Thérèse Coffey sets out new plan for patients

New Health and Care Secretary, Thérèse Coffey, has set out ‘Our plan for patients’ to build on the NHS winter plan and outline measures across “the priorities that matter most to patients”, including ambulances, backlogs, care, doctors and dentists.

The plan from the Department of Health and Social Care (DHSC) begins with a note from Thérèse Coffey describing how it will “sit alongside the NHS Long Term Plan, the forthcoming workforce plan, and our plans to reform adult social care. It shows the concrete steps we are taking across several areas that matter to patients and people who draw on care and support, like creating more appointments in general practice, and getting more staff on the frontline.”

The plan is “the first step on an important journey” and commits to “using insights from data to deliver better services across the country”.

Here, we will take a look at the role of digital, data and technology in the plan for patients.

Informing and empowering patients

“We will inform and empower patients to play a full part in decision-making about their health and treatment, by publishing easy-to-use data and performance indicators about how their local NHS is performing,” the plan states. This will include waiting lists for elective care and general practice appointments.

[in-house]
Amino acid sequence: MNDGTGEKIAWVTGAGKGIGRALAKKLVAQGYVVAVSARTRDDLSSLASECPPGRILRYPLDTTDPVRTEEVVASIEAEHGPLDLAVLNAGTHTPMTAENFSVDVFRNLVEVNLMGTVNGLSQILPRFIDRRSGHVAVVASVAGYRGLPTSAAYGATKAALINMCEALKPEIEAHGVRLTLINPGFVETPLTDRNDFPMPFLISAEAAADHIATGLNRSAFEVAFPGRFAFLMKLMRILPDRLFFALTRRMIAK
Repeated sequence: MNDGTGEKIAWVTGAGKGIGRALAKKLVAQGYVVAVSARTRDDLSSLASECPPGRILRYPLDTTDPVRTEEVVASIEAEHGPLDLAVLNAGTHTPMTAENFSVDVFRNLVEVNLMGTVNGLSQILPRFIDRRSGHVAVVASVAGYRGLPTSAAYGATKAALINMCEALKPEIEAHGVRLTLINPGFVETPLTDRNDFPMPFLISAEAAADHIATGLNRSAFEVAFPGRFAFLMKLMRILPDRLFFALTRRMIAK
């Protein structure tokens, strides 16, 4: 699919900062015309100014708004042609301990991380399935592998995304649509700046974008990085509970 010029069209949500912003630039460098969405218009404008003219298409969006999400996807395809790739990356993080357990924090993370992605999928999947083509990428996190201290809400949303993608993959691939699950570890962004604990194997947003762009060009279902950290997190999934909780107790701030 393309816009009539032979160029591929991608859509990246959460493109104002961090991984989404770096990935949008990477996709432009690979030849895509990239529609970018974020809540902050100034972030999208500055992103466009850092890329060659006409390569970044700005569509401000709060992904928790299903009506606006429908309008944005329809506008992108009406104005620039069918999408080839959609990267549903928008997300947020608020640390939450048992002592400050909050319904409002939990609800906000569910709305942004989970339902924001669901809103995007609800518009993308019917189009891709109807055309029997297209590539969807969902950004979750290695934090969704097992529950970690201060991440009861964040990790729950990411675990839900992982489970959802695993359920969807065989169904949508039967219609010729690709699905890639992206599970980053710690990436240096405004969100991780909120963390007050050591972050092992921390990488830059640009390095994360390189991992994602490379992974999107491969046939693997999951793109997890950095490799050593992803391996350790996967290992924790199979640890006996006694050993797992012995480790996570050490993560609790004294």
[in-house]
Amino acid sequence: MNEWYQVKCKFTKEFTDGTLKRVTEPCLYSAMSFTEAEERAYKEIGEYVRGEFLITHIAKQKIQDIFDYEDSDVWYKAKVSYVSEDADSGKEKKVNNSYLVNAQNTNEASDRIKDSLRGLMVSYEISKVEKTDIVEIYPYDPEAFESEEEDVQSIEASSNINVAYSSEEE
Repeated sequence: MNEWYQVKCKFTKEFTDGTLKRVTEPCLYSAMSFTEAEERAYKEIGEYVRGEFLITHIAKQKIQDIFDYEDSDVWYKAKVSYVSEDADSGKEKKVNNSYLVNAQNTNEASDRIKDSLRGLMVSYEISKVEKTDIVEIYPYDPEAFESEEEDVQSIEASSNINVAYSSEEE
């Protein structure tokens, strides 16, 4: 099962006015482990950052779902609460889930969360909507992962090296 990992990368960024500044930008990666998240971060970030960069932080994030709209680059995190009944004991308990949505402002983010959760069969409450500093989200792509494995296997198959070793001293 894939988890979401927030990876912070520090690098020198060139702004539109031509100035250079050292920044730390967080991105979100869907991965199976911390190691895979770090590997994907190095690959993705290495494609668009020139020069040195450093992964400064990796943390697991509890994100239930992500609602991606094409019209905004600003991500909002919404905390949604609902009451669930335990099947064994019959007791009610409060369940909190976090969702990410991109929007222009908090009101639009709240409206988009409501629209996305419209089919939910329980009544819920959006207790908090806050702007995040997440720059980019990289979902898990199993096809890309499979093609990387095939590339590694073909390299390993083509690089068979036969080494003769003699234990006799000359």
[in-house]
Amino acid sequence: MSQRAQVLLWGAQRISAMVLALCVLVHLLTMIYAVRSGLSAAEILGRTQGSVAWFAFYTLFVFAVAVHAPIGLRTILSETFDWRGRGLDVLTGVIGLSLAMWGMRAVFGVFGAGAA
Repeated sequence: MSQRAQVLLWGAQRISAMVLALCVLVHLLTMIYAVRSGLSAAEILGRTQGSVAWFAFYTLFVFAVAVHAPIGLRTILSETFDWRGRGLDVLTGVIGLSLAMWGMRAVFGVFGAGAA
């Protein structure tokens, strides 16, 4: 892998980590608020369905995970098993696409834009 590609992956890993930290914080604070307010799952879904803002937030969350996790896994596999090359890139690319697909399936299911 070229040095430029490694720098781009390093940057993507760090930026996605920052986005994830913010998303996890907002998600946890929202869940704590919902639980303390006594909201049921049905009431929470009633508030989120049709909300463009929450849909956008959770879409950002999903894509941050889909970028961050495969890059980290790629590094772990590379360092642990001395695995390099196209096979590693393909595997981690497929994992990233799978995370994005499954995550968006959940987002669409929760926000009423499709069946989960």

“Transparent data not only empowers individuals, but also helps health and care staff learn from the high performers around them about how to improve the care they deliver to patients,” the plan continues. “We will also inform patients on alternative pathways for their own care and reducing the need to use the NHS at all.”

Digital in the ambulance service

One of the key areas highlighted for improvement is the ambulance service, with the plan noting that the whole urgent care pathway needs to be improved, including discharge, in order to help the services operate more effectively.

As part of the drive to improve ambulance response times, the plan describes how ambulance trusts will be facilitated to support each other during the busiest periods, which will include “rolling out a new digital intelligent routing platform and where necessary sharing call handling”.

This digital improvement sits alongside an aim to reduce the time lost to ambulance handover delays, and the planned exploration of a potential new ambulance auxiliary service.

Patient backlogs

“The pandemic placed unprecedented pressures in healthcare services,” the plan acknowledges. “This has led to delays in expected treatment. The waiting list for planned care stands at around 7 million and we expect will increase as more patients come forward for diagnosis and treatment.”

Following the February 2022 delivery plan for tackling the COVID-19 backlog of elective care, the plan notes how billions in funding has been put towards recovering services, including a £5.9 billion investment in capital for new beds, equipment and technology. It sets out an ambition to eliminate waits of over 18 months by April 2023, over 15 months by March 2024, and over a a year by March 2025.